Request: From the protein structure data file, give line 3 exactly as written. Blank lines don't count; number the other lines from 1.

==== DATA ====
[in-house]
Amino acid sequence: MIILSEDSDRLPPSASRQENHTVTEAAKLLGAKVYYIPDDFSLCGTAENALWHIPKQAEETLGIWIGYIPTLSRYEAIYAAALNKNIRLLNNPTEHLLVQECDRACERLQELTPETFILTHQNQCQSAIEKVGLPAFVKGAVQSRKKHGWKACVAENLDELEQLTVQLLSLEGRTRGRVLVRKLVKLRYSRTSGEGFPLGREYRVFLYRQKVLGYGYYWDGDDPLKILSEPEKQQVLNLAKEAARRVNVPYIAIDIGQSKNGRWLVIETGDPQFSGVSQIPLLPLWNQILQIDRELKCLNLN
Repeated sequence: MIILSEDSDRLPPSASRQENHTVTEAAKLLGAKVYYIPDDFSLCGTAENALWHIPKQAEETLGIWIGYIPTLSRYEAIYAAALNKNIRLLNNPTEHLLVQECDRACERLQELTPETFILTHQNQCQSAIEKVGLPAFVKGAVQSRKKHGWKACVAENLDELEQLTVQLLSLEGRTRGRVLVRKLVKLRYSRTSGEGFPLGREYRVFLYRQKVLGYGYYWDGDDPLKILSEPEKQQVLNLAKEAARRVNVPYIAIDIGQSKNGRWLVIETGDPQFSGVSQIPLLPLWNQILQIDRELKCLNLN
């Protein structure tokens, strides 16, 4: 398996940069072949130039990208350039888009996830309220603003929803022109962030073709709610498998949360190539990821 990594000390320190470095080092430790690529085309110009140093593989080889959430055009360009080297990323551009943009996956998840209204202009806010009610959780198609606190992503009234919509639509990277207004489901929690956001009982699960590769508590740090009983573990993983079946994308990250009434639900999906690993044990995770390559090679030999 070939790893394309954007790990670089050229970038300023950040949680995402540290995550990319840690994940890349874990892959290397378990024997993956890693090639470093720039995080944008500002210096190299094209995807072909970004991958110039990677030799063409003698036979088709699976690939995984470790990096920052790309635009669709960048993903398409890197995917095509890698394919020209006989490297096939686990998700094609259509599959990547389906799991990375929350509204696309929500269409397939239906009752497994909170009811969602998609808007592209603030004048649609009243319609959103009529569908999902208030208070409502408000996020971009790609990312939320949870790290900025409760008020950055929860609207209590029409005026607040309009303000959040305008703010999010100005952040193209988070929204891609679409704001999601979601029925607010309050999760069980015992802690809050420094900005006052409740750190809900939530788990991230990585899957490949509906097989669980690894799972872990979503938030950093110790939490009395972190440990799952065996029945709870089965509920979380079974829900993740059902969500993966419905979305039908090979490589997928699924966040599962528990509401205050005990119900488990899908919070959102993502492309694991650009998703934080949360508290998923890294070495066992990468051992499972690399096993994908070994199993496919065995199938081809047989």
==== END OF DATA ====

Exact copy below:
Repeated sequence: MIILSEDSDRLPPSASRQENHTVTEAAKLLGAKVYYIPDDFSLCGTAENALWHIPKQAEETLGIWIGYIPTLSRYEAIYAAALNKNIRLLNNPTEHLLVQECDRACERLQELTPETFILTHQNQCQSAIEKVGLPAFVKGAVQSRKKHGWKACVAENLDELEQLTVQLLSLEGRTRGRVLVRKLVKLRYSRTSGEGFPLGREYRVFLYRQKVLGYGYYWDGDDPLKILSEPEKQQVLNLAKEAARRVNVPYIAIDIGQSKNGRWLVIETGDPQFSGVSQIPLLPLWNQILQIDRELKCLNLN